Hack Hotbot, Part V: The Results

June 21, 2003 12PM PST

The Hack Hotbot contest winners are slated to be announced today, so it’s time I tell my tale. Where to begin… A longish summary of the story thus far is found in parts one, two, three, and four.

But a quick summary because that’s a lot of text to get through: Terra Lycos ran a CSS design contest open to US residents only. I complained on here and linked the contest. An employee found the link and e–mailed me, telling me I should enter, but obviously didn’t bother reading that I was Canadian and therefore ineligible. I responded. They told me to enter through a US citizen. I did.

And I won. Grand prize was a huge TV, and two ‘first place’ prizes were 20GB iPods. I took one of the first place spots. I was informed back in the beginning of May, and the past month has been spent figuring out what in the world is going on. A big thanks to Lincoln Jackson (yes, the same Lincoln mentioned in part two) and Corey Matthews of Terra Lycos, and Douglas Bowman of Stop Design for helping me out, but their legal department decided I wasn’t allowed to win.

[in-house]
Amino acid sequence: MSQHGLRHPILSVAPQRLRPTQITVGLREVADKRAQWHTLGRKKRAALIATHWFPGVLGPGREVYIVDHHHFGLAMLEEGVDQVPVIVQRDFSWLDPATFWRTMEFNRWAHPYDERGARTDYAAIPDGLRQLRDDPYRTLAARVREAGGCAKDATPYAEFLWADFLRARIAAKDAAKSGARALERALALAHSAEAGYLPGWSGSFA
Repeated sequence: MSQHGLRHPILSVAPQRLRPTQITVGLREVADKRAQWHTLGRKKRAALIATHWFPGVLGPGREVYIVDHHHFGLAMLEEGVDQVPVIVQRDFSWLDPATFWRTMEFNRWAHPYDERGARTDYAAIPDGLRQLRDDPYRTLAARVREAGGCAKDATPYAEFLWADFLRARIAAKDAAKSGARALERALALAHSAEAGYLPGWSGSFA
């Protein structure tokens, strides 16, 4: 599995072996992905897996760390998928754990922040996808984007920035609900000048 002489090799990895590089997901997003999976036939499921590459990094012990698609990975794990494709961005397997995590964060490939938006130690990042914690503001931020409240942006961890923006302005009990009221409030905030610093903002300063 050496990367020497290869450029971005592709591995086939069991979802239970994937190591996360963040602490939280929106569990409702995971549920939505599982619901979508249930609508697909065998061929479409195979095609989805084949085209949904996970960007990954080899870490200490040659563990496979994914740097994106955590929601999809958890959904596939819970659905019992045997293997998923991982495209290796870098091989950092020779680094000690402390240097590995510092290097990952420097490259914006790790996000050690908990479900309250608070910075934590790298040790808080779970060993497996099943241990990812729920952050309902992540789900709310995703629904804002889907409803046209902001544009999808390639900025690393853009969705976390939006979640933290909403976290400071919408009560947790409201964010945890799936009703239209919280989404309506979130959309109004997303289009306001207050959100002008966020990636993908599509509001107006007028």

Naturally I’m disappointed. I spend a lot of time working on various projects with no expectation of compensation, so when something like this comes along that I throw myself into, I figure it’s a way of getting something in return. But not this time.

Maybe I should have known better. I had a bad feeling about the contest from the start. A World Wide Web design competition only open to US citizens — bad move. An employee spamming me to enter without reading the front page entry on why I couldn’t — bad move. Code that was hard to work with and offered little to actually ‘hack’ about the design — bad move. Changing the code after the contest ended, thus breaking the entries — really bad move. And the past month of dwindling communication pretty much cemented that they weren’t going to award me the prize, so now that I know for sure, it’s no surprise.

The silver lining in all of this is that while not directly inspired by it, a by–product of my discontent with the contest was that we got a Zen Garden out of it. And the Zen Garden seems to be leading to some exciting opportunities for me, personally. So I can’t help but take a Zen–like approach and realize that in the grand scheme of things, I won anyway. It would have been nice to have an iPod, but I suppose it wasn’t in the cards.

update: I can’t believe I missed him, but Joshua Kaufman also deserves some credit for the CSS work he did on the project. While his code didn’t end up in my final submission, he did some great work as we hacked away together at this difficult challenge.